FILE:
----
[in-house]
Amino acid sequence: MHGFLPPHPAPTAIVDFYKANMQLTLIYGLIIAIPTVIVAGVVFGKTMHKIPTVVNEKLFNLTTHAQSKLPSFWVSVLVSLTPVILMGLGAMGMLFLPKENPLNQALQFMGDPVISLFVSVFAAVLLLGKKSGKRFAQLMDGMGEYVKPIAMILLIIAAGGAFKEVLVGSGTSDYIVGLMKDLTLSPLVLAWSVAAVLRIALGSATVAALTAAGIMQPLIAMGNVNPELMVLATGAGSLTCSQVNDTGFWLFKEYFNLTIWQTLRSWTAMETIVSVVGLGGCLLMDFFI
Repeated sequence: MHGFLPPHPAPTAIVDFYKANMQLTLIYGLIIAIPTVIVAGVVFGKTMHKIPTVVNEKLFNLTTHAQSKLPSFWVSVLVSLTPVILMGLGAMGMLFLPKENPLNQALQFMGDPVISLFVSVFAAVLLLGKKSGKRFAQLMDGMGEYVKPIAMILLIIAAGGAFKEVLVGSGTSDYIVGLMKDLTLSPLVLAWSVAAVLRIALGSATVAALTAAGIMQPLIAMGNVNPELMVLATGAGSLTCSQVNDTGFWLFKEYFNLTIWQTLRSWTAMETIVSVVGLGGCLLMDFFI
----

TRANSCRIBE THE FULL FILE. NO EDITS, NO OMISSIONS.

[in-house]
Amino acid sequence: MHGFLPPHPAPTAIVDFYKANMQLTLIYGLIIAIPTVIVAGVVFGKTMHKIPTVVNEKLFNLTTHAQSKLPSFWVSVLVSLTPVILMGLGAMGMLFLPKENPLNQALQFMGDPVISLFVSVFAAVLLLGKKSGKRFAQLMDGMGEYVKPIAMILLIIAAGGAFKEVLVGSGTSDYIVGLMKDLTLSPLVLAWSVAAVLRIALGSATVAALTAAGIMQPLIAMGNVNPELMVLATGAGSLTCSQVNDTGFWLFKEYFNLTIWQTLRSWTAMETIVSVVGLGGCLLMDFFI
Repeated sequence: MHGFLPPHPAPTAIVDFYKANMQLTLIYGLIIAIPTVIVAGVVFGKTMHKIPTVVNEKLFNLTTHAQSKLPSFWVSVLVSLTPVILMGLGAMGMLFLPKENPLNQALQFMGDPVISLFVSVFAAVLLLGKKSGKRFAQLMDGMGEYVKPIAMILLIIAAGGAFKEVLVGSGTSDYIVGLMKDLTLSPLVLAWSVAAVLRIALGSATVAALTAAGIMQPLIAMGNVNPELMVLATGAGSLTCSQVNDTGFWLFKEYFNLTIWQTLRSWTAMETIVSVVGLGGCLLMDFFI